Feb 21 2012
parent reply Jacob Carlborg <doob me.com> writes:
On 2012-02-22 05:38, Michel Fortin wrote:
 On 2012-02-21 23:13:31 +0000, Manu <turkeyman gmail.com> said:

 On 21 February 2012 23:06, Jacob Carlborg <doob me.com> wrote:

 On 2012-02-21 22:01, Manu wrote:

 On 21 February 2012 22:35, Jacob Carlborg <doob me.com
 But to give a quick example:

 class Foo : NSObject
 {
 Foo foo ()
 {
 return invokeObjcSelf!(Foo, "foo");
 }

 Foo bar ()
 {
 return invokeObjcSelf!(Foo, "bar");
 }
 }

 "invokeObjcSelf" is a template function that calls an Objective-C
 method. Basically each time "invokeObjcSelf" is called a new
 instantiation of the template is created and that is put in the
 symbol table. "invokeObjcSelf" then calls several more template
 functions making the template bloat increase exponentially.

But they should all be inlined, and the symbol table should be stripped, which shouldn't leave anything in the end other than the inlined function calling code, and in my examples, this will be basically the exact same code that you'd have to write anyway to call through some vm's API...

Well, that's not what happen with templates.

... really? why? You've just made me very very scared for my simd module :/ I've had a serious concern about D's lack of a force-inline for quite a while...

I'm not sure what Jacob is referring to.

I referring to that every instantiation of a template function is put in the symbol table. If this is an implementation issue with DMD not being able to properly optimize this I don't know. I thought that this was one of the major reason for the executable size when using the Objective-C/D bridge. For example: void foo () {} void main () {} $ dmd -inline -O -release main.d $ nm main | grep foo 00000001000012b4 T _D4main3fooFZv Outputs one symbol as expected --------------------------------------- void foo (T) () {} void main () {} $ dmd -inline -O -release main.d $ nm main | grep foo Doesn't output anything since the template functions is not instantiated, it won't even be fully compiled (only lexed and perhaps parsed). -------------------------------------------------------------- void foo (T) () {} void main () { foo!(int); foo!(char); } $ dmd -inline -O -release main.d $ nm main | grep foo 00000001000012b8 T _D4main10__T3fooTaZ3fooFZv 00000001000012b0 T _D4main10__T3fooTiZ3fooFZv Outputs two symbols as expected, one for each instantiation. -- /Jacob Carlborg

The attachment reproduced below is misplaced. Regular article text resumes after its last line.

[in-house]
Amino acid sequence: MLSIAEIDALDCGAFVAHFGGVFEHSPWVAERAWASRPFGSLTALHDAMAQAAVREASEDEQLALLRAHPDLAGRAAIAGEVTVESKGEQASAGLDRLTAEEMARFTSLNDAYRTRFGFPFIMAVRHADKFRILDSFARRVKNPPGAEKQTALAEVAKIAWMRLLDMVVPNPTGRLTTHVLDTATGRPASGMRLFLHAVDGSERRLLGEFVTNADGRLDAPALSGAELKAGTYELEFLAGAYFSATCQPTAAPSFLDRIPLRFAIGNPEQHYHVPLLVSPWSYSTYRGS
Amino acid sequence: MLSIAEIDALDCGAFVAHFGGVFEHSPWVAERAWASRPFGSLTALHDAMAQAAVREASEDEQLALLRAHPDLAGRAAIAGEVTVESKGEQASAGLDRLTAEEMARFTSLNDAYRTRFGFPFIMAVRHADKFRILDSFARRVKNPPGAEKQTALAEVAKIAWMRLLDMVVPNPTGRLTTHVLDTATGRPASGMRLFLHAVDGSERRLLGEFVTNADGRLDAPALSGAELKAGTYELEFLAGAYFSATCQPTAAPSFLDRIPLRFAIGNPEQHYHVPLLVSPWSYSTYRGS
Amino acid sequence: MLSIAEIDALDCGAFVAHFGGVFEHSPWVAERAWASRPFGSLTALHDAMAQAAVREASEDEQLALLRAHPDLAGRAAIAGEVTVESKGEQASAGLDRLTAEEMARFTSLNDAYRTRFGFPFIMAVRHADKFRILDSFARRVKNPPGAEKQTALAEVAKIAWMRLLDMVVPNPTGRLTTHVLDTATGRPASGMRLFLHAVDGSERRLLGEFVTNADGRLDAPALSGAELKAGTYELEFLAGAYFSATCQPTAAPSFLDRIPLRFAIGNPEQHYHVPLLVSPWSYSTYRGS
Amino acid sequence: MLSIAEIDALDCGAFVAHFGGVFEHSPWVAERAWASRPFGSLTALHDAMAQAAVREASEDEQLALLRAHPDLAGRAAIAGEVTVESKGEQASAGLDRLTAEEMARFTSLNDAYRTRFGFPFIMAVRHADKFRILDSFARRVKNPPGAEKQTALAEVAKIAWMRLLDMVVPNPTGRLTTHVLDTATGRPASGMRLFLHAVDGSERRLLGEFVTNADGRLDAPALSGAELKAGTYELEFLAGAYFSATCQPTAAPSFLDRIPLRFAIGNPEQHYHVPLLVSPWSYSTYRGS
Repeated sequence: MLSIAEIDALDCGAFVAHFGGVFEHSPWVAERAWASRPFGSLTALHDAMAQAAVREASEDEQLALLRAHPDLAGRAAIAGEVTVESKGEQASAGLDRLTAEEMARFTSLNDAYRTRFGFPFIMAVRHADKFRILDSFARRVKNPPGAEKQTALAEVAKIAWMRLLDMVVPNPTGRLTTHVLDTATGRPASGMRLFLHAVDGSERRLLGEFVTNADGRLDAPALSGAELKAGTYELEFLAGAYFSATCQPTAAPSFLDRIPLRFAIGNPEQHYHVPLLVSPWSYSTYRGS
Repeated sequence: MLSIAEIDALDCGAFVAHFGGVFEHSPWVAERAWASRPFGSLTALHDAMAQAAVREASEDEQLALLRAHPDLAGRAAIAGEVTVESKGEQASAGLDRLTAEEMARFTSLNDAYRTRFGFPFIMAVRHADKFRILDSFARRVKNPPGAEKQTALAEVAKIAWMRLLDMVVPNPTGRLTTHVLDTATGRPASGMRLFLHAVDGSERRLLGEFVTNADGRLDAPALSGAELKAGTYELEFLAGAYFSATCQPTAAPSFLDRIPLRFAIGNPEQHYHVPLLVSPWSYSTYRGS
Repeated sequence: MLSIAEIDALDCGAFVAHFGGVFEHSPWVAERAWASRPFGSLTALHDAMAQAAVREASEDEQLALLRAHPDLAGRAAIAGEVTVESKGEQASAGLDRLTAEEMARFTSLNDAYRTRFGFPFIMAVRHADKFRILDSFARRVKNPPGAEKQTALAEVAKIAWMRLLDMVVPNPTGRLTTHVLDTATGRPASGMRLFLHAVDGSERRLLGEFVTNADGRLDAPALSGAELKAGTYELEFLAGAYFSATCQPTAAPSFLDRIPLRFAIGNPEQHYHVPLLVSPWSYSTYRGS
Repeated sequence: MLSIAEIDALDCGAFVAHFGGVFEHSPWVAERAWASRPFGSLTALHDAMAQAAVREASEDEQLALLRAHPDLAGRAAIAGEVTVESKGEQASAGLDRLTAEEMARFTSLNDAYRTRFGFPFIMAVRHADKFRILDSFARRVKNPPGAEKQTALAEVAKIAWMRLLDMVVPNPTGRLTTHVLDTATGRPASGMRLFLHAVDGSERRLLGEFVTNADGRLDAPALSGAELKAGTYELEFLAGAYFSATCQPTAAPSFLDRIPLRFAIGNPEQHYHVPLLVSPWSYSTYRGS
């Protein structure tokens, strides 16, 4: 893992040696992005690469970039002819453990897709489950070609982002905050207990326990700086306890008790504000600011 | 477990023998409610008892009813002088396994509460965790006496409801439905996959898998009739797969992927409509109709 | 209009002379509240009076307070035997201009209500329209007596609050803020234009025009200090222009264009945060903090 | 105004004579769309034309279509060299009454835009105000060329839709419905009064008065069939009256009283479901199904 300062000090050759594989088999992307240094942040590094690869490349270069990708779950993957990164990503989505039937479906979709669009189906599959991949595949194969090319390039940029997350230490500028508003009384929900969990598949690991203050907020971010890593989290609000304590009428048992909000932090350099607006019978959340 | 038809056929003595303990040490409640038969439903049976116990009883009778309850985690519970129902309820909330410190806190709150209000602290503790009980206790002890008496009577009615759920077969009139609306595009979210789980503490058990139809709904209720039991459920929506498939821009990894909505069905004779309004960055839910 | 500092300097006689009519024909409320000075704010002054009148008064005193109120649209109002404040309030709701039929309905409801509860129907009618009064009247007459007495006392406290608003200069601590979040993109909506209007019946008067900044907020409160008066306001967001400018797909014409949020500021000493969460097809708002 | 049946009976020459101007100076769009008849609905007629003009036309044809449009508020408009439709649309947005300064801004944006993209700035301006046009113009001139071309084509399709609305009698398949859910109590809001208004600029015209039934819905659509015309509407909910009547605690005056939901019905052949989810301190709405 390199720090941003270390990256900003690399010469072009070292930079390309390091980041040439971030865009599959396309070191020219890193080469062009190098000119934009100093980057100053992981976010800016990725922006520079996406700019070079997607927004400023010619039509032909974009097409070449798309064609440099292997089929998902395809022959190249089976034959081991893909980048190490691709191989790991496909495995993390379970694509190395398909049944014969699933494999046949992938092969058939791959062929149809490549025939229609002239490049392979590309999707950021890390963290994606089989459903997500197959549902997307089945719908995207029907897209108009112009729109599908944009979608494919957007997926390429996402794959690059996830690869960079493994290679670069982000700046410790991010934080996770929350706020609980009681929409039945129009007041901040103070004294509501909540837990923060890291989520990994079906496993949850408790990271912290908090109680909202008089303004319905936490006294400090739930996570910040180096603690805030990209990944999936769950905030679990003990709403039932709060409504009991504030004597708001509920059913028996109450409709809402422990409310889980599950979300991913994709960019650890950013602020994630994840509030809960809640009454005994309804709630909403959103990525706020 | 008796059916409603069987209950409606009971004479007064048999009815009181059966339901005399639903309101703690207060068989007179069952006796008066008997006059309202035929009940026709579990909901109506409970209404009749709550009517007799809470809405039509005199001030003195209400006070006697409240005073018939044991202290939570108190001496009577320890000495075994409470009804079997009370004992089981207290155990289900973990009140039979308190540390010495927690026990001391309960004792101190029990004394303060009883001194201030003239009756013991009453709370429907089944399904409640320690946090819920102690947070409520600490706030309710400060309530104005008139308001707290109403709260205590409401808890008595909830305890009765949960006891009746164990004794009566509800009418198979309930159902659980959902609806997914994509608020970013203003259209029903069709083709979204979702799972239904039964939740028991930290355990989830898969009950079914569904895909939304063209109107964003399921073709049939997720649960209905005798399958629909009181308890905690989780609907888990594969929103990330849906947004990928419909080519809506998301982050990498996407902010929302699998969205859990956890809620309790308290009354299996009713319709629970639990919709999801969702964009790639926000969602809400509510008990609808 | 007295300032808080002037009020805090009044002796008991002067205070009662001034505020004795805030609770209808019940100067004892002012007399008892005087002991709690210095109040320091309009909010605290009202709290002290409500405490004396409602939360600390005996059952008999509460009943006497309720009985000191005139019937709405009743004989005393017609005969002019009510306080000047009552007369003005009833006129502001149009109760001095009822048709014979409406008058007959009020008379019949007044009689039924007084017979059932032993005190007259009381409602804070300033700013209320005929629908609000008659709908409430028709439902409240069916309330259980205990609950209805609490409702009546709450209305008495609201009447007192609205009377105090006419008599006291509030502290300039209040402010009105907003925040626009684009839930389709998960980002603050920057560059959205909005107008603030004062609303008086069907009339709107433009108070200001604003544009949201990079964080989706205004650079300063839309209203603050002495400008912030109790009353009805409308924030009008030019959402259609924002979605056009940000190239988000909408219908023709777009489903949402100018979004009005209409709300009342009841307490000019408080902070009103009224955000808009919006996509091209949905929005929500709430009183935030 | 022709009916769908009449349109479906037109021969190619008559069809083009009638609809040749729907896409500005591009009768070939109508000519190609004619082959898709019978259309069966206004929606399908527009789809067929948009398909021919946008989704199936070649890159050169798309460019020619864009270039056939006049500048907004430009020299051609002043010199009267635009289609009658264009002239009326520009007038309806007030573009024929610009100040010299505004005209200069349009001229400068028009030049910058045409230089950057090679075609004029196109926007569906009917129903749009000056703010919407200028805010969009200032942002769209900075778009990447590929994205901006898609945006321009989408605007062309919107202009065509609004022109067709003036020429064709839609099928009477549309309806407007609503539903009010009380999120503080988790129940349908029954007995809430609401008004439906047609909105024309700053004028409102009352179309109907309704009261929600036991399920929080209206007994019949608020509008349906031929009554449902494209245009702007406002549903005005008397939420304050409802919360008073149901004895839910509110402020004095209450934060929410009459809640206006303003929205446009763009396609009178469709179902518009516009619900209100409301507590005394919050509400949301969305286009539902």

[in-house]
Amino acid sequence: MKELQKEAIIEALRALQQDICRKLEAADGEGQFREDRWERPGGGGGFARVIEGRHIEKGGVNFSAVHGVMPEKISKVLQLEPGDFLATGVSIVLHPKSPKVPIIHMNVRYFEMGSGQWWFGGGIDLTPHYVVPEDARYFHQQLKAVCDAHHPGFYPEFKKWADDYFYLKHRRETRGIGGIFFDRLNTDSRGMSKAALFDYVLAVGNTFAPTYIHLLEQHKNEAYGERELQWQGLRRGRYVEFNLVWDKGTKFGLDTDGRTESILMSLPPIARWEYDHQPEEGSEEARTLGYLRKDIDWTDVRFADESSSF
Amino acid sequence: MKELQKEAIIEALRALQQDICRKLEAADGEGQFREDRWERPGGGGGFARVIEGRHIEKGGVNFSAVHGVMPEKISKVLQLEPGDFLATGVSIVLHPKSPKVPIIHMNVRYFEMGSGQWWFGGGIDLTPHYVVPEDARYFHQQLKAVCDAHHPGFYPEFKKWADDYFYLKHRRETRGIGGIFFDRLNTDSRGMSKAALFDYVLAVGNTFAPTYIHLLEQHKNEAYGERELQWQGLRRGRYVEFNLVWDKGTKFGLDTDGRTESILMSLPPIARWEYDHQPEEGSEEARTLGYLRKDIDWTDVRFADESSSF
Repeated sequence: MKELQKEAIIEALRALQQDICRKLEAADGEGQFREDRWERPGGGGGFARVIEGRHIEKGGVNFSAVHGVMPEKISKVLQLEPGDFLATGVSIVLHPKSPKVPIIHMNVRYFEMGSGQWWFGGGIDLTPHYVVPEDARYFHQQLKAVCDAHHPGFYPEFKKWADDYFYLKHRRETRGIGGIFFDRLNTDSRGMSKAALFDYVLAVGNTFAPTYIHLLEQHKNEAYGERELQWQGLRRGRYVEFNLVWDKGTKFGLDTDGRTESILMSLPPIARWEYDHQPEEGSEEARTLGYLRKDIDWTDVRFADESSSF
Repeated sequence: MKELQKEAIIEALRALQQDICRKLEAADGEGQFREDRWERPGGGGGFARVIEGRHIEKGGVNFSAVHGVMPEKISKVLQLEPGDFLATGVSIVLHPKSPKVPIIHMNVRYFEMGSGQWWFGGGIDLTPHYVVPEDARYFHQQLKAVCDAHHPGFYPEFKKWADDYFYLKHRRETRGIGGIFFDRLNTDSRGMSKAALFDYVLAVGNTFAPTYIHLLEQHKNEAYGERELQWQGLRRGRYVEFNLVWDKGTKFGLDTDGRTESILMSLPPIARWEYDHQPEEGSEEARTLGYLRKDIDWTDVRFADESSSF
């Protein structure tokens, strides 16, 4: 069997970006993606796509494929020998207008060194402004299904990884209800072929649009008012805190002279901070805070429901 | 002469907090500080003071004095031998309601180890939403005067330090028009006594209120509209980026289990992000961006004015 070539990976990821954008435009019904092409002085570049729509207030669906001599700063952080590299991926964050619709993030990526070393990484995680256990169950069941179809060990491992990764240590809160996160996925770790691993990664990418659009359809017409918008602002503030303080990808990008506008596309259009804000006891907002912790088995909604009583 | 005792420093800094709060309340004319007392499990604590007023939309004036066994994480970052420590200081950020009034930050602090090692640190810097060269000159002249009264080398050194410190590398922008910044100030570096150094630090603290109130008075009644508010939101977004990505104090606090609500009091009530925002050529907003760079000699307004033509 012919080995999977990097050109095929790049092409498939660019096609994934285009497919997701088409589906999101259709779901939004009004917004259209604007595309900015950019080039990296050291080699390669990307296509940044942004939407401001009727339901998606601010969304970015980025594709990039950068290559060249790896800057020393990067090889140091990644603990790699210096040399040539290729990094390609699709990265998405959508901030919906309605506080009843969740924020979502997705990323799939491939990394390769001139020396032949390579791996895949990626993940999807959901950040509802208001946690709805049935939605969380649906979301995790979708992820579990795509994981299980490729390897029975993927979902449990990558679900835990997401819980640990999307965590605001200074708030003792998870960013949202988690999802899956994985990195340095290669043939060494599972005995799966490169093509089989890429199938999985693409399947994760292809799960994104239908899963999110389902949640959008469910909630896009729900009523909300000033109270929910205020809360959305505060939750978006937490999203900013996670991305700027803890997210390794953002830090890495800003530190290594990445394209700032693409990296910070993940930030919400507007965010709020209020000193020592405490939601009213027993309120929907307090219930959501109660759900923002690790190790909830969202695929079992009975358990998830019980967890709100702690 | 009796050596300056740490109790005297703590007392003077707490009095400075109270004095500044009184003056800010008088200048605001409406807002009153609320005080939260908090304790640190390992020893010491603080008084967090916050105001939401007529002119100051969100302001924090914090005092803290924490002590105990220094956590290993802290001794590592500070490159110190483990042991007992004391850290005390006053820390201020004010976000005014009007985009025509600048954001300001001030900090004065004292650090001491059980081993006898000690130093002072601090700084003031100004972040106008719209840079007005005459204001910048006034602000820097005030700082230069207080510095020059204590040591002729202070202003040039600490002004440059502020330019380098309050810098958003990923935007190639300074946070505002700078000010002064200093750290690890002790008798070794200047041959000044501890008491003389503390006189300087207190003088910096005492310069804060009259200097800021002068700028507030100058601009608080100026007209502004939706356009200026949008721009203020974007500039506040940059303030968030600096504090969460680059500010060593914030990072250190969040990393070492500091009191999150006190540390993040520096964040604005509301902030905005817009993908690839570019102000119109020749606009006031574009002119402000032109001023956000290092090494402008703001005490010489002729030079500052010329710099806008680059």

Feb 21 2012
parent reply Michel Fortin <michel.fortin michelf.com> writes:
On 2012-02-22 07:41:21 +0000, Jacob Carlborg <doob me.com> said:

 void foo (T) () {}
 void main ()
 {
      foo!(int);
      foo!(char);
 }
 
 $ dmd -inline -O -release main.d
 $ nm main | grep foo
 
 00000001000012b8 T _D4main10__T3fooTaZ3fooFZv
 00000001000012b0 T _D4main10__T3fooTiZ3fooFZv
 
 Outputs two symbols as expected, one for each instantiation.

That's expected indeed. This doesn't mean the inliner will not inline the templates. In fact, if you correct the example and look at the assembler output you'll see it will (in your example there is nothing to inline since you're just instantiating the template without calling it). What doesn't happen is stripping the unreferenced symbols from the executable. On OS X, try adding "-L-dead_strip" to DMD's argument to instruct the linker to do so. -- Michel Fortin michel.fortin michelf.com http://michelf.com/
Feb 22 2012
parent reply Jacob Carlborg <doob me.com> writes:
On 2012-02-22 13:53, Michel Fortin wrote:
 On 2012-02-22 07:41:21 +0000, Jacob Carlborg <doob me.com> said:

 void foo (T) () {}
 void main ()
 {
 foo!(int);
 foo!(char);
 }

 $ dmd -inline -O -release main.d
 $ nm main | grep foo

 00000001000012b8 T _D4main10__T3fooTaZ3fooFZv
 00000001000012b0 T _D4main10__T3fooTiZ3fooFZv

 Outputs two symbols as expected, one for each instantiation.